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The Last Song I’ll Ever Write For You

Edward Bear – The Last Song I’ll Ever Write For You – Lyrics

 

Did you know I go to sleep and leave the lights on
Hoping you’d come by and know
That I was home and still awake
But two years go by and still
My light’s on
This is hard for me to say
But it is all that I can take

It’s the last song I’ll ever write for you
It’s the last time that I’ll tell you
Just how much I really care
This is the last song I’ll ever sing for you
You’ll come looking for the light
And it won’t be there
But I love you
Oh yes I do
Yes I do

All the times that I spent waiting
Wondering where you are
Always knew the time would come
When I would start to wonder why
Now the time is here
I don’t know where you are
So I’ll write you one more song
But it’s the last time that I’ll ever try

It’s the last song I’ll ever write for you
It’s the last time that I’ll tell you
Just how much I really care
This is the last song I’ll ever sing for you
You’ll come looking for the light
And it won’t be there
But I love you
Oh yes I do
Yes I do

It’s the last song I’ll ever write for you
It’s the last song I’ll ever write for you
It’s the last song I’ll ever write for you
It’s the last song I’ll ever write for you

Enjoy This Video of The Last Song I’ll Ever Write For You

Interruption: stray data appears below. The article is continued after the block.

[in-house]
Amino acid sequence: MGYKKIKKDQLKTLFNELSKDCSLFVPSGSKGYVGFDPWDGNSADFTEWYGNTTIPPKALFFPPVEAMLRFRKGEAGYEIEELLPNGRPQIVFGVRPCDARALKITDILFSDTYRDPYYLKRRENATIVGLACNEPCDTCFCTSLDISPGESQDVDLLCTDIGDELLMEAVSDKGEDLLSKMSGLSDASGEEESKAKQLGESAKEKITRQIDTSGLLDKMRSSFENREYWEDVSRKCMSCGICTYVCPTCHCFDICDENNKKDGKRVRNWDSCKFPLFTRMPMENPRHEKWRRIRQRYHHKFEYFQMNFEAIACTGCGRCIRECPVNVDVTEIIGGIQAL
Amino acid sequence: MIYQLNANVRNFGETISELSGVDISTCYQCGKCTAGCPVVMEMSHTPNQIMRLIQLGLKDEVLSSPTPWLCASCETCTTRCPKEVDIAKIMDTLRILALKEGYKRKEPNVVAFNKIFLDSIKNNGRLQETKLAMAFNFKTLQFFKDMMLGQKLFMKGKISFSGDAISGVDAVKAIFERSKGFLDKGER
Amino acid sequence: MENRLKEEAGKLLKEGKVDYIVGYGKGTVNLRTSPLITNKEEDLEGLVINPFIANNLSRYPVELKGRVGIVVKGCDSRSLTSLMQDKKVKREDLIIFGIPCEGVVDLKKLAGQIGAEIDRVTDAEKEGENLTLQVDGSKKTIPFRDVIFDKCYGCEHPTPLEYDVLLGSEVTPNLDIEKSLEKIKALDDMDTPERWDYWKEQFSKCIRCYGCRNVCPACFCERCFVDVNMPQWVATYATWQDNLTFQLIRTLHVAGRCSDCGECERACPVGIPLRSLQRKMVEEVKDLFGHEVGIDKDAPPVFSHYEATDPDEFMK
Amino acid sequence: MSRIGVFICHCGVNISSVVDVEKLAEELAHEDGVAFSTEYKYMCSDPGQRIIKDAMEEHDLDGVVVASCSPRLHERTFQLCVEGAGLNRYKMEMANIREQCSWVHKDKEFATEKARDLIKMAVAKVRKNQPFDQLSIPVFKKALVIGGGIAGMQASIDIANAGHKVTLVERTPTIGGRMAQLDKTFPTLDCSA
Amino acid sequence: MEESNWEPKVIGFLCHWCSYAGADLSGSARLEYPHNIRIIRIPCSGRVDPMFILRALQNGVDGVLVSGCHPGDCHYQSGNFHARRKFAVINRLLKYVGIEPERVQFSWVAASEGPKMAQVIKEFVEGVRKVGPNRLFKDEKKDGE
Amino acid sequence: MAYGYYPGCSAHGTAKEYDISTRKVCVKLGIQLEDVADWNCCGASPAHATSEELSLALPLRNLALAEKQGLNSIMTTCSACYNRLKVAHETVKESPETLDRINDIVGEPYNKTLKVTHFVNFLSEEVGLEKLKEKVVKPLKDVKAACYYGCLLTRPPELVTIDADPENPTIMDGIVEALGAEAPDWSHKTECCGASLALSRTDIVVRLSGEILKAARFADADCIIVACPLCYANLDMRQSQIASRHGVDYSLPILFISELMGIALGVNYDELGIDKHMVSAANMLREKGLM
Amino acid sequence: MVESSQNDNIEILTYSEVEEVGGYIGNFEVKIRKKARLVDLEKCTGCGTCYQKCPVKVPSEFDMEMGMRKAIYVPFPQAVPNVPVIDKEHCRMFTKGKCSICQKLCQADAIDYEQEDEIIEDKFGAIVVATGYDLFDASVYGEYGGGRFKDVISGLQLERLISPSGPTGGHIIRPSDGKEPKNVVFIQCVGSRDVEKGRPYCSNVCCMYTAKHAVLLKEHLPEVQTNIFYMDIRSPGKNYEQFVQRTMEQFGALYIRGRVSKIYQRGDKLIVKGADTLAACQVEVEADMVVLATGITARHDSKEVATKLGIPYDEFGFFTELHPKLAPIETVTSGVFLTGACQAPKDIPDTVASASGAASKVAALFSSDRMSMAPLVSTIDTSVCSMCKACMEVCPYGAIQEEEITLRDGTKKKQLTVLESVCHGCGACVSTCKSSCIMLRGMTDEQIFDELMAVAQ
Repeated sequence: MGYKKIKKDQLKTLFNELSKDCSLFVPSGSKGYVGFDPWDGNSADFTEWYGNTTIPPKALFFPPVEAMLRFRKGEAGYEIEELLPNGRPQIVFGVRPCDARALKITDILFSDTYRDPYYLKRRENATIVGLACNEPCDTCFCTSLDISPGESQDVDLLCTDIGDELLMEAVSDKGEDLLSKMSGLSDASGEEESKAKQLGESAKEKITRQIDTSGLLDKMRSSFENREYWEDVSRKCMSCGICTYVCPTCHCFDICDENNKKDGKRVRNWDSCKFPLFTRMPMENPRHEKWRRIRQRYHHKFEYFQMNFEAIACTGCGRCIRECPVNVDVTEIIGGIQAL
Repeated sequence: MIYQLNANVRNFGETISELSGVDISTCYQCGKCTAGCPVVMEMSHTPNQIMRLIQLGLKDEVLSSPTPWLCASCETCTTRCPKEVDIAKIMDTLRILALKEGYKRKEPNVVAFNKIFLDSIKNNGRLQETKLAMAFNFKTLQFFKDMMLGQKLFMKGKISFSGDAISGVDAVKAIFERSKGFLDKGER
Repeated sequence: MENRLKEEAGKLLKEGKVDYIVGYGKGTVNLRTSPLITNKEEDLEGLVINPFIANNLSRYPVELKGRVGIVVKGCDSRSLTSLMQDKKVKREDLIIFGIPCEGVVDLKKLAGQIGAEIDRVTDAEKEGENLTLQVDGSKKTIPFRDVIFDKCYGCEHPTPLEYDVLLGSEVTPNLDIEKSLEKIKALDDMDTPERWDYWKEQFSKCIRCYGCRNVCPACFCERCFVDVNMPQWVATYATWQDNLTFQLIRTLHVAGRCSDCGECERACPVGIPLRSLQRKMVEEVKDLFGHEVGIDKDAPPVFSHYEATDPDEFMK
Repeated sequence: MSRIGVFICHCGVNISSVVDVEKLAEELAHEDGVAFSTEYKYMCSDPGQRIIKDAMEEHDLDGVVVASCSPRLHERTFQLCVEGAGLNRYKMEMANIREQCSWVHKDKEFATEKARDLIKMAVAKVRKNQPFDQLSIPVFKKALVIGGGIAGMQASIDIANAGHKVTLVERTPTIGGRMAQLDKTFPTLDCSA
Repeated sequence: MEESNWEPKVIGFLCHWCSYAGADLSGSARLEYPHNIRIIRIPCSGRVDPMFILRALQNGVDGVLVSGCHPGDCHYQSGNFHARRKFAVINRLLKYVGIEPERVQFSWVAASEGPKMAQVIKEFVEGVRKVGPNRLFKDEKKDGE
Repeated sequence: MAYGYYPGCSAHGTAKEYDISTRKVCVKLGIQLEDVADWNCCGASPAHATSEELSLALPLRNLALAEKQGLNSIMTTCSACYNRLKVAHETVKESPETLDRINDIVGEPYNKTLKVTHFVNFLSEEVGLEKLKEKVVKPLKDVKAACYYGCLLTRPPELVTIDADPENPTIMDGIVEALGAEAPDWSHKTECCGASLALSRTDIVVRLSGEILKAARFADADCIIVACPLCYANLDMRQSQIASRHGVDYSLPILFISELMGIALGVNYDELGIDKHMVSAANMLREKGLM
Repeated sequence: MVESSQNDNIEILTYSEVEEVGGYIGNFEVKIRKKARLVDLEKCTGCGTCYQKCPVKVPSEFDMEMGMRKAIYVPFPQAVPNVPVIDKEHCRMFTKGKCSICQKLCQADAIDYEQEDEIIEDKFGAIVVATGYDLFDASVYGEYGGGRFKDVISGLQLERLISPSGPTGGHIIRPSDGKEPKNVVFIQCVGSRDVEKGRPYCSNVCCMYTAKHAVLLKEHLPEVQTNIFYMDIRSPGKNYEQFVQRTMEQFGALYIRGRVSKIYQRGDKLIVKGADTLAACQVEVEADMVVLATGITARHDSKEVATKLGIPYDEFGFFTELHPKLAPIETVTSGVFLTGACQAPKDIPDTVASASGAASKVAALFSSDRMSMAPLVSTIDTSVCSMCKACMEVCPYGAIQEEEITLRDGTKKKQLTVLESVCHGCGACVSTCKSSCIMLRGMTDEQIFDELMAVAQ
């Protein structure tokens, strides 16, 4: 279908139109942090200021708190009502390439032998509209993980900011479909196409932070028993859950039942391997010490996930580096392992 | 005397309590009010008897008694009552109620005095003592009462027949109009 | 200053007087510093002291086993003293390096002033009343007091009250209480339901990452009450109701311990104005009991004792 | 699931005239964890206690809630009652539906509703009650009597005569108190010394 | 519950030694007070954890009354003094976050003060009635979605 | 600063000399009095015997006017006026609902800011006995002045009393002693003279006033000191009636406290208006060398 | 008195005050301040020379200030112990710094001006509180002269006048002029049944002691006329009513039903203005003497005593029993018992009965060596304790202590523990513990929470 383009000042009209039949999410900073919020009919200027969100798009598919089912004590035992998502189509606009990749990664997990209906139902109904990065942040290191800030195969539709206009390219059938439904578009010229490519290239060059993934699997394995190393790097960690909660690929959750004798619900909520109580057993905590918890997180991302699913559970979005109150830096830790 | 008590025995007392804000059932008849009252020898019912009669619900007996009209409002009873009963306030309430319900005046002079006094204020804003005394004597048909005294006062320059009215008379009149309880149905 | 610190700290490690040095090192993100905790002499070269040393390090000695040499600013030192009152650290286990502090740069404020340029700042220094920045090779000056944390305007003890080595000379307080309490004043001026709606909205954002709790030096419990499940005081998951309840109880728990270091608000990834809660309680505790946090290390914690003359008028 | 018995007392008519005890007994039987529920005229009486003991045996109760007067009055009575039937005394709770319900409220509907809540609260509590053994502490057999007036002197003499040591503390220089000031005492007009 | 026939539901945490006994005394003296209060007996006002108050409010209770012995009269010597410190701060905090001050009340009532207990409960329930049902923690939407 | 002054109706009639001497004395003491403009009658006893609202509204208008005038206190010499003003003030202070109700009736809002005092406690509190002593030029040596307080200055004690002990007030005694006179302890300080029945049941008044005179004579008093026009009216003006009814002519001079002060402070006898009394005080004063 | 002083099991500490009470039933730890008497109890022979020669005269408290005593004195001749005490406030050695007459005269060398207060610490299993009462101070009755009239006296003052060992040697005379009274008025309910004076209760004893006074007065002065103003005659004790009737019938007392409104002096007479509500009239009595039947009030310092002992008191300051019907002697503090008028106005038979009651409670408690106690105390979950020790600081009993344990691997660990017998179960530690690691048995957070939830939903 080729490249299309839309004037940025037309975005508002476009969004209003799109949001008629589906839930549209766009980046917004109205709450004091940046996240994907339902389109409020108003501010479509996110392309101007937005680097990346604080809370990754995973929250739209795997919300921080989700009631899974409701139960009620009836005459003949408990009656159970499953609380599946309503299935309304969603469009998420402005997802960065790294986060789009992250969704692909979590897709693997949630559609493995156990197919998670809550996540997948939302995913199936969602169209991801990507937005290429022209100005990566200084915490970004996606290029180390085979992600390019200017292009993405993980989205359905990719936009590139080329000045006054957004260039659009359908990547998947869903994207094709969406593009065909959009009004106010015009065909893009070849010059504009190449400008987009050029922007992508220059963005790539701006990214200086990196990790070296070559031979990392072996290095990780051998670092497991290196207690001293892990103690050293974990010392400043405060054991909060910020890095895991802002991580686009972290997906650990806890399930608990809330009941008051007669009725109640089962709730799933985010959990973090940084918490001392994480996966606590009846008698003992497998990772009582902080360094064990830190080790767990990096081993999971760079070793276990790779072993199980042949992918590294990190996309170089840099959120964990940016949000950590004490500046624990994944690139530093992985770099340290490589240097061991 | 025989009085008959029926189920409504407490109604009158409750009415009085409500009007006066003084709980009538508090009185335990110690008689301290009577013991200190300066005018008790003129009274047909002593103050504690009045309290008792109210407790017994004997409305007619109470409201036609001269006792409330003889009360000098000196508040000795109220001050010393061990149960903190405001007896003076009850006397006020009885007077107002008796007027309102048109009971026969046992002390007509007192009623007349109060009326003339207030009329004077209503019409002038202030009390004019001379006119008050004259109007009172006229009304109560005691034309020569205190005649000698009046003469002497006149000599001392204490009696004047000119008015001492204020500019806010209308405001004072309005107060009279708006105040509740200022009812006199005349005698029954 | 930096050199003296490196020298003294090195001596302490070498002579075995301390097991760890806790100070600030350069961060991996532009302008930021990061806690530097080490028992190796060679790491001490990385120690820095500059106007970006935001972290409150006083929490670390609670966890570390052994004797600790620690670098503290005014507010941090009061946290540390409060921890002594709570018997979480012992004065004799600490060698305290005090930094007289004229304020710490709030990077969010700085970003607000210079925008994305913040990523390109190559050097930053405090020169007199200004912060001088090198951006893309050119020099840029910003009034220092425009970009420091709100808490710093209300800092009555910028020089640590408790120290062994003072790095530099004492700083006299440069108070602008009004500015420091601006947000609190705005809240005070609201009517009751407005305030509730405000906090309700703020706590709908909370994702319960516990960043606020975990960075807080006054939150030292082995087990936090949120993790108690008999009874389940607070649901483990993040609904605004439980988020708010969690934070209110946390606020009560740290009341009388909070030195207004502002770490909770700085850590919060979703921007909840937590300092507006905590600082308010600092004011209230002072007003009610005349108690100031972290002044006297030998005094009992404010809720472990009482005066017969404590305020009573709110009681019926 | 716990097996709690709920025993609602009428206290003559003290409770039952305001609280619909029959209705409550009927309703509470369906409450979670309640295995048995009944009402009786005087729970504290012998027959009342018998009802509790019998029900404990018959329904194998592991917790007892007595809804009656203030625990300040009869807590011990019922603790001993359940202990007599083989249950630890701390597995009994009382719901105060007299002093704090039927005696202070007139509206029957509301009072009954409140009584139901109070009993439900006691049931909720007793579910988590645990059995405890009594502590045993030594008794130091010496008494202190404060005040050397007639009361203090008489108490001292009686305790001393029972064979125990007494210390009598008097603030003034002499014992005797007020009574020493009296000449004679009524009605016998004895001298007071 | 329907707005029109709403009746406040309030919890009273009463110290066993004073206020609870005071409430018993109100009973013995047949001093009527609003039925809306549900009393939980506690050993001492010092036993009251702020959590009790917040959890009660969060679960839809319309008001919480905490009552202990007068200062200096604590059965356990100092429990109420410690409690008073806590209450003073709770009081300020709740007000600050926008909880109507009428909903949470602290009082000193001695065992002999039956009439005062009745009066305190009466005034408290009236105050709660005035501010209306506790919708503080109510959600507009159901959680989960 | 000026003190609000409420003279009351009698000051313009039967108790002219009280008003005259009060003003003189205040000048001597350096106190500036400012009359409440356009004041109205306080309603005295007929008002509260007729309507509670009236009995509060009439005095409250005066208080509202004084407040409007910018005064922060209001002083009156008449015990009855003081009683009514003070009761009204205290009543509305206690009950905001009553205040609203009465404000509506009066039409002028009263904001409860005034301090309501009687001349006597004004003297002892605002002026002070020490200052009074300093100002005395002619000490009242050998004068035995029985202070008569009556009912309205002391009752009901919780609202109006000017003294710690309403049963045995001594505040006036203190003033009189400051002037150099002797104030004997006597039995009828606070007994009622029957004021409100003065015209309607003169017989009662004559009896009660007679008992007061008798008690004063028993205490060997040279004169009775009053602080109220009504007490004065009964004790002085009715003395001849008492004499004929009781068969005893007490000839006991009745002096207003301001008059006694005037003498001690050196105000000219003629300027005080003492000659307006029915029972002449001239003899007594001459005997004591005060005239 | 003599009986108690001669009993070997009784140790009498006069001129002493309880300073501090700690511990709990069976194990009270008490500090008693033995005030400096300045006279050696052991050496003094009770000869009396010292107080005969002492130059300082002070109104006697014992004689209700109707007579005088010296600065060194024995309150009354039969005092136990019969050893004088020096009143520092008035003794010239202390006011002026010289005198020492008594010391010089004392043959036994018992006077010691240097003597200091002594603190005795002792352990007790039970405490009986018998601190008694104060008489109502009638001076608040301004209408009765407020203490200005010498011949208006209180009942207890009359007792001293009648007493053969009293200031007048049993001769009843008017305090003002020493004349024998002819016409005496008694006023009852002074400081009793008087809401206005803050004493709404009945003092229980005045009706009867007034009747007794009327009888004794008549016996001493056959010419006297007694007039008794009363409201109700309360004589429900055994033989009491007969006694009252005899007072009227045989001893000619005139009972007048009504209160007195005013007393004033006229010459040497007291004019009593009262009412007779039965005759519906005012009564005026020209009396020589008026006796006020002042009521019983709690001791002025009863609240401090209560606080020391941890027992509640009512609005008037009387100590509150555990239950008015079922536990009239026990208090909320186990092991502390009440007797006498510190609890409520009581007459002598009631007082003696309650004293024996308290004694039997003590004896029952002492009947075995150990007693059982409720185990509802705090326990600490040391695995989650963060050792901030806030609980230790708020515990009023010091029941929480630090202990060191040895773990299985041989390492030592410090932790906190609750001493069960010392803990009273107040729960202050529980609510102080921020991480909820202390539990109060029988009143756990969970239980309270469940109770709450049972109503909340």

FACTS ABOUT THE SONG and the ARTISTS

Edward Bear was a Toronto based Canadian pop-rock group, formed originally in 1966 by Larry Evoy and Craig Hemming. The band signed with Capitol Records in 1969. Most of their chart successes were in the early 1970s before disbanding in 1974. Their band name is derived from A.A. Milne’s Winnie the Pooh, whose “proper” name is Edward Bear. Their top selling singles include “You, Me and Mexico”, “Last Song”, and “Close Your Eyes”, all three of which were Top 5 hits in Canada and charted well in the United States.

The band had its biggest hit in 1972, when “Last Song” charted at number 1 in Canada and peaked at number 3 in the U.S. Billboard Hot 100.[1] It was awarded a gold disc in March 1973 for selling over one million copies by the Recording Industry Association of America. By then, the band’s original line up had split up. Evoy remained as the primary songwriter and creative force throughout the band’s career, rebuilding the band twice, until it finally was disbanded in 1974.

They won a Juno Award in 1973 in an outstanding group performance category.

Evoy, who briefly embraced Scientology in 1973, went on to a solo career, but is currently retired from live performance and running a small recording studio. Former member Danny Marks has continued a successful career as a blues guitar veteran. Paul Weldon, a six-year veteran of the band, performs with a jazz combo and teaches at Seneca College in Toronto. Bill Loop, bassist in the early 1970s, resides in south-western Ontario and plays locally with various session musicians. He also teaches guitar.

The band is a favourite of Quentin Tarantino, who feels the band should be regarded as “The Beatles of Canada”.

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